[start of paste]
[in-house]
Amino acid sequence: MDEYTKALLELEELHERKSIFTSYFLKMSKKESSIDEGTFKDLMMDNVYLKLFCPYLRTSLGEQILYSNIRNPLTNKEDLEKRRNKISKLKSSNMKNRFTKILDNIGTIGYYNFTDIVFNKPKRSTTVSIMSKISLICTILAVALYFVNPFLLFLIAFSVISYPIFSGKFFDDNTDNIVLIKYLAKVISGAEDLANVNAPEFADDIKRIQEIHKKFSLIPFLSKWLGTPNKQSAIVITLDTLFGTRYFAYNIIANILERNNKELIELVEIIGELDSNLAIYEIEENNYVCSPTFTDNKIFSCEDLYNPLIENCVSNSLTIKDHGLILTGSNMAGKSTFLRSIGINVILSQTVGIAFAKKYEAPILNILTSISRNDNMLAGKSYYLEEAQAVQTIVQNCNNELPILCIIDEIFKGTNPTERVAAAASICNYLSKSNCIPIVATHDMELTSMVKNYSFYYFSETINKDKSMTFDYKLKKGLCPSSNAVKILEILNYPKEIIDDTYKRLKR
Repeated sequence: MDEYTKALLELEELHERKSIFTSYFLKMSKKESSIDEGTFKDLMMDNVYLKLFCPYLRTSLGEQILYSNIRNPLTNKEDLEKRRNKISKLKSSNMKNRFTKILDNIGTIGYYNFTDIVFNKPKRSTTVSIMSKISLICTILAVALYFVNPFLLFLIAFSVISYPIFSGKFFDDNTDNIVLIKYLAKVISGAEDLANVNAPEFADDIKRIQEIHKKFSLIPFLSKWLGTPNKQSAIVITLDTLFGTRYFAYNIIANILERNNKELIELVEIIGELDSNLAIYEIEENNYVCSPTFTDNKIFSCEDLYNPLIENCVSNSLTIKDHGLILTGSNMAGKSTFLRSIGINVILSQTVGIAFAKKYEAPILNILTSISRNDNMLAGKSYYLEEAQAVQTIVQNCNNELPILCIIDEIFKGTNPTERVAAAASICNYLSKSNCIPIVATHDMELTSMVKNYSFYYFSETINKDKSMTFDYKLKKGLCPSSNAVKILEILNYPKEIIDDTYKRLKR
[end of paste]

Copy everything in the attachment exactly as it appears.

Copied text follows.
[in-house]
Amino acid sequence: MDEYTKALLELEELHERKSIFTSYFLKMSKKESSIDEGTFKDLMMDNVYLKLFCPYLRTSLGEQILYSNIRNPLTNKEDLEKRRNKISKLKSSNMKNRFTKILDNIGTIGYYNFTDIVFNKPKRSTTVSIMSKISLICTILAVALYFVNPFLLFLIAFSVISYPIFSGKFFDDNTDNIVLIKYLAKVISGAEDLANVNAPEFADDIKRIQEIHKKFSLIPFLSKWLGTPNKQSAIVITLDTLFGTRYFAYNIIANILERNNKELIELVEIIGELDSNLAIYEIEENNYVCSPTFTDNKIFSCEDLYNPLIENCVSNSLTIKDHGLILTGSNMAGKSTFLRSIGINVILSQTVGIAFAKKYEAPILNILTSISRNDNMLAGKSYYLEEAQAVQTIVQNCNNELPILCIIDEIFKGTNPTERVAAAASICNYLSKSNCIPIVATHDMELTSMVKNYSFYYFSETINKDKSMTFDYKLKKGLCPSSNAVKILEILNYPKEIIDDTYKRLKR
Repeated sequence: MDEYTKALLELEELHERKSIFTSYFLKMSKKESSIDEGTFKDLMMDNVYLKLFCPYLRTSLGEQILYSNIRNPLTNKEDLEKRRNKISKLKSSNMKNRFTKILDNIGTIGYYNFTDIVFNKPKRSTTVSIMSKISLICTILAVALYFVNPFLLFLIAFSVISYPIFSGKFFDDNTDNIVLIKYLAKVISGAEDLANVNAPEFADDIKRIQEIHKKFSLIPFLSKWLGTPNKQSAIVITLDTLFGTRYFAYNIIANILERNNKELIELVEIIGELDSNLAIYEIEENNYVCSPTFTDNKIFSCEDLYNPLIENCVSNSLTIKDHGLILTGSNMAGKSTFLRSIGINVILSQTVGIAFAKKYEAPILNILTSISRNDNMLAGKSYYLEEAQAVQTIVQNCNNELPILCIIDEIFKGTNPTERVAAAASICNYLSKSNCIPIVATHDMELTSMVKNYSFYYFSETINKDKSMTFDYKLKKGLCPSSNAVKILEILNYPKEIIDDTYKRLKR